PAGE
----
In 1855, a youthful Wilkie Collins (author The Woman in White and The Moonstone) wrote his first drama, The Lighthouse, setting it on the Eddystone Rock. In the preface he wrote
‘Two men were in charge of maintaining the light at the top of the Lighthouse…These keepers lived on an utterly bleak rock, at the mercy of the elements, for all regular communication with the main land, that is to say, for all contact with the rest of the world and for the renewal of provisions essential to their survival. This singular situation struck me as full of potential for a dramatic situation never before exploited.’ Collins goes on to describe the terrifying perils facing the keepers, including the risk of starvation. He describes how, in order to give the drama more depth, he established a strong relationship between the men, ‘as distinct from those between other men’, by linking it to a crime committed long ago, ‘It is thanks to these circumstances that I hoped to be able to show the most violent emotions between men’.
The drama opens with the keepers cut off by a storm, wondering how many weeks they have been there for. Hunger and alcohol induced hallucinations take hold and the older keeper confesses to a murder that guiltily haunts him. Confessing in a moment of confusion, he then ‘gaslights’ the younger into believing it is he who is going mad.
In Robert Eggers’ latest film, The Lighthouse, on general release this week, the plot eerily mirrors Collins’ narrative in its claustrophobic depiction of isolation, madness and violent masculinity: two lighthouse keepers, one old and one young, are sent to mind a lighthouse on an isolated rock in the middle of the sea. Cut off from civilisation, tensions rise as the manipulative old keeper forces the younger into a relationship of servitude and submission. Both have secrets to hide and as the storm blows and the seas rage, preventing any escape, hidden truths and forbidden fantasies are soon revealed. As provisions are exhausted, the keepers’ sense of reality, time and identity is lost, merging in hallucinatory confusion with mermaids, sea-gods and the ghosts of dead sailors.
Robert and Max Eggers wrote the role of the old lighthouse keeper, Thomas Wake, for one of the USA’s greatest actors, Willem Dafoe, an actor with experience in both cutting edge theatre and film. Wake’s protégé keeper is played by Oscar-nominated Robert Pattinson. Dafoe and Pattinson give outstanding performances that the nineteenth century stage would have been proud of. Dafoe’s handling of the archaic sailor’s dialect and heightened text, declaimed in a terrifying monologue in which he summons the sea gods’ curse, leave one with a sense of the great psychological acting that Collins had envisaged in his own lead actor, the novelist, Charles Dickens, who ‘literally stunned’ the audience as the old keeper, Aaron Gurnock, by becoming a ‘living, palpitating reality, a completed picture in which the greatest tragic effects were obtained without betraying the most exact and scrupulous truth.’ Dickens was by all accounts an incredible actor.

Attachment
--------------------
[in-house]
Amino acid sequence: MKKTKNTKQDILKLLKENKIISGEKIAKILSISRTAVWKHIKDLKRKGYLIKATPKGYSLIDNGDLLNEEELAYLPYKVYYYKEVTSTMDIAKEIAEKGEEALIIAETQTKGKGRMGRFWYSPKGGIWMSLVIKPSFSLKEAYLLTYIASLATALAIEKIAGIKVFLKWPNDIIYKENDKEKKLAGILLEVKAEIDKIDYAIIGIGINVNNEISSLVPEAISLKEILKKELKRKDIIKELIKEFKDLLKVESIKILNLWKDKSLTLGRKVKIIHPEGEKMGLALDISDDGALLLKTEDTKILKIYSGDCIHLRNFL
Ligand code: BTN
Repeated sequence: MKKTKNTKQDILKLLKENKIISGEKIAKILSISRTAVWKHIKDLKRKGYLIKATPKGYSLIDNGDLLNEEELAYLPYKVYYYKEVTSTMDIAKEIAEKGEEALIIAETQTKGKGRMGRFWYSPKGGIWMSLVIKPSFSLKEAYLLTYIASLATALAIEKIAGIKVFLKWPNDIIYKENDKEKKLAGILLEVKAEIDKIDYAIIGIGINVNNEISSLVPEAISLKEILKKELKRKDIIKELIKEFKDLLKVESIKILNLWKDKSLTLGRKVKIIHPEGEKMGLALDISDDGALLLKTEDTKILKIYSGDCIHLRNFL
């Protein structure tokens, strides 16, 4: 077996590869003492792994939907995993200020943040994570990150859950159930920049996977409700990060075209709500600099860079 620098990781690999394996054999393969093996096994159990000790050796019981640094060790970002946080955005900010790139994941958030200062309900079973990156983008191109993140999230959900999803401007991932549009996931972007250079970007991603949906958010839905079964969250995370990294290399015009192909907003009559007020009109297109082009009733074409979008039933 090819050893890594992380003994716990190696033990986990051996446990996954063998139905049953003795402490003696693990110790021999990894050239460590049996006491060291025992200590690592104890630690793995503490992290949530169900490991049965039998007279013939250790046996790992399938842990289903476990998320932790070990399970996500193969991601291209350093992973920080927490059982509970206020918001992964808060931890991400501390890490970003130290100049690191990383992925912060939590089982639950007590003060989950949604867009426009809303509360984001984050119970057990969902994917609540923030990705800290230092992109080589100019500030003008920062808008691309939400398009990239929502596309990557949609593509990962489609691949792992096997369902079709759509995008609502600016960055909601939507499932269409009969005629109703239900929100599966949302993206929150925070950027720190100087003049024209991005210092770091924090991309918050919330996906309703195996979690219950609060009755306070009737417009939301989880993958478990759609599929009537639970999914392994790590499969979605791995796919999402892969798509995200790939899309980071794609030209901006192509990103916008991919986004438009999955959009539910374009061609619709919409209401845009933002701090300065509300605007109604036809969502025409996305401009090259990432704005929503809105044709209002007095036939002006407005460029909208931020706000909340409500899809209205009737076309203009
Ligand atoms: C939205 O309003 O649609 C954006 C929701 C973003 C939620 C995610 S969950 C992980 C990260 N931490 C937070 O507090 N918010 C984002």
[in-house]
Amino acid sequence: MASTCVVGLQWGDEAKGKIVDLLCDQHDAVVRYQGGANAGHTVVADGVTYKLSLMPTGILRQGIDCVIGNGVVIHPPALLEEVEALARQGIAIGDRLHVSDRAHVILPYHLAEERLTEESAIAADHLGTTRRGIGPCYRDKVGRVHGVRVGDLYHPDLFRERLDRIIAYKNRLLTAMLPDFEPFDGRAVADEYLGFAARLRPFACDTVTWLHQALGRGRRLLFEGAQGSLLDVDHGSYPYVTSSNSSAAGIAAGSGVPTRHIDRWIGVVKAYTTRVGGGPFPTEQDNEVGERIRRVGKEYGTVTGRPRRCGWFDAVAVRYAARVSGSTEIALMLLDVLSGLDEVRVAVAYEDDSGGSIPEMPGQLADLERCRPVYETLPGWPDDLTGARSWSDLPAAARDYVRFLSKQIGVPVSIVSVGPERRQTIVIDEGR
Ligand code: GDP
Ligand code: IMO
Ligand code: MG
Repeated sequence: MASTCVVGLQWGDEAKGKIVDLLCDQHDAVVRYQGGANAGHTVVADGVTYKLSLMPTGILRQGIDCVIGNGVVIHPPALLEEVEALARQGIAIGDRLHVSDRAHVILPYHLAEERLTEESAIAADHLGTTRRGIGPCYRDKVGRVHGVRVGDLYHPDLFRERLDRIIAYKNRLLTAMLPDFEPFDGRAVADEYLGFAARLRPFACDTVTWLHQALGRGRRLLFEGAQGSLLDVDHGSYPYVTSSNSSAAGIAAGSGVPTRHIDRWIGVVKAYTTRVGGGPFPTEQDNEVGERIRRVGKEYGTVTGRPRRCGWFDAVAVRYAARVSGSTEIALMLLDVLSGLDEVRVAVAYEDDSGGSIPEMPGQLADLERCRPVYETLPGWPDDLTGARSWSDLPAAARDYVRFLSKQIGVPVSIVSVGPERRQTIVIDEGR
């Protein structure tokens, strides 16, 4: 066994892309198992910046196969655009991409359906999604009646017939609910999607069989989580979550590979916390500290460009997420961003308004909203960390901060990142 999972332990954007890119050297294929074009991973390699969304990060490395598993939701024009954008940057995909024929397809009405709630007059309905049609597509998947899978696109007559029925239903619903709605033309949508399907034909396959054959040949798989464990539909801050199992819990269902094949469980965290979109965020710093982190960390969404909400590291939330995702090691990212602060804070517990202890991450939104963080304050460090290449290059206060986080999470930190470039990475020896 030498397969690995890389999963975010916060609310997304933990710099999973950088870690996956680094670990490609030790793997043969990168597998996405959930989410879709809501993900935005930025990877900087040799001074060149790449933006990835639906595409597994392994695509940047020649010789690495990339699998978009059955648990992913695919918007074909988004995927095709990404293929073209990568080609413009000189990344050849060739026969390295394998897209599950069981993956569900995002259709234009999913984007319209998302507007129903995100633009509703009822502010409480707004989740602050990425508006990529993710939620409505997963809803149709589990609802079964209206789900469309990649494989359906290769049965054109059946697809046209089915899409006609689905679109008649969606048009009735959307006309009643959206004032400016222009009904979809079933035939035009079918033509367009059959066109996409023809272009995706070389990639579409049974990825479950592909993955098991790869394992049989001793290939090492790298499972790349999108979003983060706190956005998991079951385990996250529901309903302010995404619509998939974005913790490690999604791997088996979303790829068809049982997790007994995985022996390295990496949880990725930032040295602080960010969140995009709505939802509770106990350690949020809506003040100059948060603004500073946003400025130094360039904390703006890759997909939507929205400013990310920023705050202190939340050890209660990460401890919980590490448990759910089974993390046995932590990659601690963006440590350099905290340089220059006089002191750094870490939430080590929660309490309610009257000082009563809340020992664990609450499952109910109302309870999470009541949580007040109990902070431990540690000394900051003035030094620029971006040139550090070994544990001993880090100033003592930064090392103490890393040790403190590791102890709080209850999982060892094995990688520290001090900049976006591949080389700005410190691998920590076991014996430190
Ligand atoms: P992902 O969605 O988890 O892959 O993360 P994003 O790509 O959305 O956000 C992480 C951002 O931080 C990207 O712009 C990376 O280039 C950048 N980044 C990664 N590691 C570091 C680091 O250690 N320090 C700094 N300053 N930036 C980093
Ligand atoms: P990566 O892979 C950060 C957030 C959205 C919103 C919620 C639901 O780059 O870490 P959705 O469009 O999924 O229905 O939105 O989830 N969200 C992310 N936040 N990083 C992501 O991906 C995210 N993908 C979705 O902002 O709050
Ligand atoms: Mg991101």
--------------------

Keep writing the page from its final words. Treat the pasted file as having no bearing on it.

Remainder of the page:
When Collins presented Dickens with The Lighthouse, the novelist immediately knocked down his drawing room in order to build a theatre for its performance. Surrounded by a circle of visual artists second to none, Dickens commissioned the marine artist and scene painter, Clarkson Stanfield, to paint a front cloth for the production. Stanfield was familiar with Turner’s paintings of Eddystone and produced a painting reflecting his unsettling seascapes. Eggers’ has a background in visual production, demonstrated in the stunning compositional artistry of the film. Turner, Stanfield and Eggers each give a sense of the elemental forces that cannot be survived. Eggers is a director who exploits sensation – Collins, arguably, the founder of sensation fiction. Both Eggers and Collins’ Lighthouse plays upon the audiences’ senses, visually, aurally and viscerally reflecting the intermedial nature of the Victorian theatre. Aaron Gurnock’s confessional monologue is punctuated with the ominous sounding of the lighthouse gong, Damian Volpe’s uncanny sound design for Eggers’ score builds tension by intermittently sounding the foghorn. Where Dickens’ sons stood in the wings of their father’s theatre rolling pebbles across wooden boxes, throwing handfuls of salt across the stage and operating the wind and thunder machines with all their might, the constant lashing of wind and waves relentlessly permeates each of Eggers’ scenes.
The unapologetic theatricality and period detail of Eggers’ film may not be for everyone but although Dickens and Collins were harsh critics of imitation (even the unlucky seagull features in each) I suspect they might have relished Eggers’ re-telling of a universal story that keeps returning to haunt us.
The Lighthouse, dir. Robert Eggers is on general release in the UK; The Lighthouse by Wilkie Collins, edited, with an introduction by Caroline Radcliffe & Andrew Gasson, Foreword by P. D James, is available from Francis Boutle Publishers, £9.99p.